How to Store a Yacht and Boat in Winter
As the birds begin to make their way south, yacht owners in northern countries turn to the task of getting their boats, yachts and launches out of the water and getting them ready for the winter. This is an inevitable consequence of keeping the boat where the ice can develop to over three feet thick...
Wet and Dry Storage
When considering wet and dry storage, start by calculating costs. How much does it cost to keep a boat in the water all year round versus six months "in" and six months "out"? In addition to being charged for storage, there are other things to consider.
Winterizing “on the hard” might have financial sense in the long run. This is because fiberglass boats stored on land have the ability to dry out, and for this reason produce fewer osmotic bubbles (due to water entering the fiberglass hull) compared to boats stored afloat. Repairs can be costly, so keeping your boat out of the water may be your best bet.
Although there are benefits to storing the boat in the water: wet storage can give you an early start to setting sail on the boat in the spring.
But here's another point to consider: boats on the hard don't sink! In favor of this and the reasons mentioned above, dry winterizing is often the best option, however it is not without its risks, such as insurance claims:
“The vast majority of claims in temperate states involved ships that were stored ashore. Since water retains heat longer than air, yachts surrounded by air are more vulnerable to sudden freezing than boats surrounded by water. Even a little cold storage that only lasts a night or two can cause significant damage."
The bottom line is that if there is any possibility of freeze damage, you need to implement measures to prevent damage when freezing occurs.
Dry Stack Facilities
Rack storage, commonly referred to as dry-stacking, has become an increasingly popular way to dry storage motor launch boats during winter downtime and/or during the season. Originally conceived in the 1950s as a way to store light motorboats, dry-laying has evolved over the years in the complex industry with objects up to 80 feet long!
Now such complexes include mobile autonomous racks using which the vessel can be lifted and moved to various places. These dry racks make them the best choice for boats stored in hurricane-prone areas.
Many storage racks offer various services such as rinsing as well as winterizing and shrink wrapping. But all this is not so cheap, so you should make sure in advance that the financial side of the issue is not very burdensome.
Boat lifts offer you the ability to store your boat high and dry and ready to use in minutes. However, according to BoatUS, they are not built in areas prone to hurricanes and strong winds. Wind waves can move the boat, and heavy rains or heavy snow can push the weight to the limit. One way to prevent these problems is to keep your boat on a trailer, but if you choose to keep your boat on a lift, make sure the lift is in good condition, of the correct power, and that the boat is properly covered to keep out rain and snow.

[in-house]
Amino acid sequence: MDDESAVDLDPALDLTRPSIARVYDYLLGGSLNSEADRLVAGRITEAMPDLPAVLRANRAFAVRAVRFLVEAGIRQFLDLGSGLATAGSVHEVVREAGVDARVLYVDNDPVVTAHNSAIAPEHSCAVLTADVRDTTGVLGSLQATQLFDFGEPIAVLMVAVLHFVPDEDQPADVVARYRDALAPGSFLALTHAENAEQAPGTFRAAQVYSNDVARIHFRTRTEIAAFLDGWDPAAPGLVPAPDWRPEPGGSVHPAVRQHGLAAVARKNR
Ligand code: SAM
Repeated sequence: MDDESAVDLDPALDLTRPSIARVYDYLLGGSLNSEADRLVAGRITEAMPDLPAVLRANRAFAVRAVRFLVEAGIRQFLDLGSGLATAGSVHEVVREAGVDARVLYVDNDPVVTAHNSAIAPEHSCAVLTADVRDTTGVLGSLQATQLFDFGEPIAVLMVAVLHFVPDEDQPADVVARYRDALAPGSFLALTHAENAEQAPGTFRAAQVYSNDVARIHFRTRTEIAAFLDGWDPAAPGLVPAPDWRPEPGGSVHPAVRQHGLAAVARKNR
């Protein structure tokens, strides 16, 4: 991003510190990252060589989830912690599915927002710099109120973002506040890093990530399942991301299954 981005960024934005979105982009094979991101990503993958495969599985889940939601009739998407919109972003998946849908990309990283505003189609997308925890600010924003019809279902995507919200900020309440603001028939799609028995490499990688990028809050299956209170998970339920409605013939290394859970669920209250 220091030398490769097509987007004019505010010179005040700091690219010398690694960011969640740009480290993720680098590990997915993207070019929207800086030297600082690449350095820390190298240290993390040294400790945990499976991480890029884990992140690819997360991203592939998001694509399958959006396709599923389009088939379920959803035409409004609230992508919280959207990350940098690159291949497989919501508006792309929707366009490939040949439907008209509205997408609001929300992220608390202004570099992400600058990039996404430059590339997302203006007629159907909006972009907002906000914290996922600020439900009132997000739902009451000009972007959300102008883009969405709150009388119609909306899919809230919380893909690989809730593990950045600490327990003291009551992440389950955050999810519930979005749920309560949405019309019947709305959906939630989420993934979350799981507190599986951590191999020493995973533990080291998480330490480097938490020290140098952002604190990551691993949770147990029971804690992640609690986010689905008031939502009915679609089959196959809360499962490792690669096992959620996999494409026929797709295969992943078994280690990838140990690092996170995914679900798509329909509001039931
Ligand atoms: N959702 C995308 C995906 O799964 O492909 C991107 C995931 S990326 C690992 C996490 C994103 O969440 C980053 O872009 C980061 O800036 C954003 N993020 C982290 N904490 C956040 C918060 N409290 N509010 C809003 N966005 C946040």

Because ships stored on lifts are surrounded by air, they are more vulnerable to sudden freezing than boats surrounded by water. This means that you will have to implement measures such using an engine room heater in the hold to prevent damage in case freezing occurs.
Storing your boat on a custom keel block specifically designed to support structural areas such as the engine, bulkheads and keel will help ensure that the engine stays aligned with the shaft and that the hull doesn't warp over time. Do not store your boat on a keel block designed for a boat other than yours.
If you decide to store using boathouses, make sure the hull and keel are properly supported, taking into account bearing loads such as engine location, fuel and sanitation tanks. Emptying your boat's water and sanitation tanks while winterizing will help reduce stress in these areas, but the fuel tank must be 95% full to protect against condensation.
The keel must support most of the weight. In this case, the boat racks serve to provide balance, and not to support it. Heavy scaffolding should support the keel. You can use adjustable keel stands. This works well for full keel powerboats and sailboats, but in the case of deep keeled sailboats, sometimes supporting all the weight on the keel causes excessive stress in the area where it joins the hull. Boat racks must be placed at a 90° angle to the hull so that the weight of the boat is directly transferred to the ground.
Boat shrink wrap effectively seals your vessel from mud, debris, rain, snow and animals that would like to call your yacht home. However, shrink wrap also traps all the moisture inside, which can lead to condensation and mold. The best way to prevent this is to dry your yacht completely before installation. Adding plenty of vents to the unit will help keep moisture from collecting inside. Another way to prevent mold is chlorine dioxide technology to reduce the spread of spores and mold. Adding a zippered access door will give you access so you can refinish your boat in the middle of winter. Besides retaining moisture, another disadvantage of shrink wrap is that it can only be installed once and must be disposed of at the beginning of the season. The cost of shrink wrapping depends on the size of the vessel. Usually, it's 12-15 dollars per foot.
The covers are expensive, but they can pay for themselves over time compared to the annual cost of shrink wrap. Woven covers provide a certain amount of breathability, which can be increased by adding vents. In addition, they can be raised to access the boat at any time.
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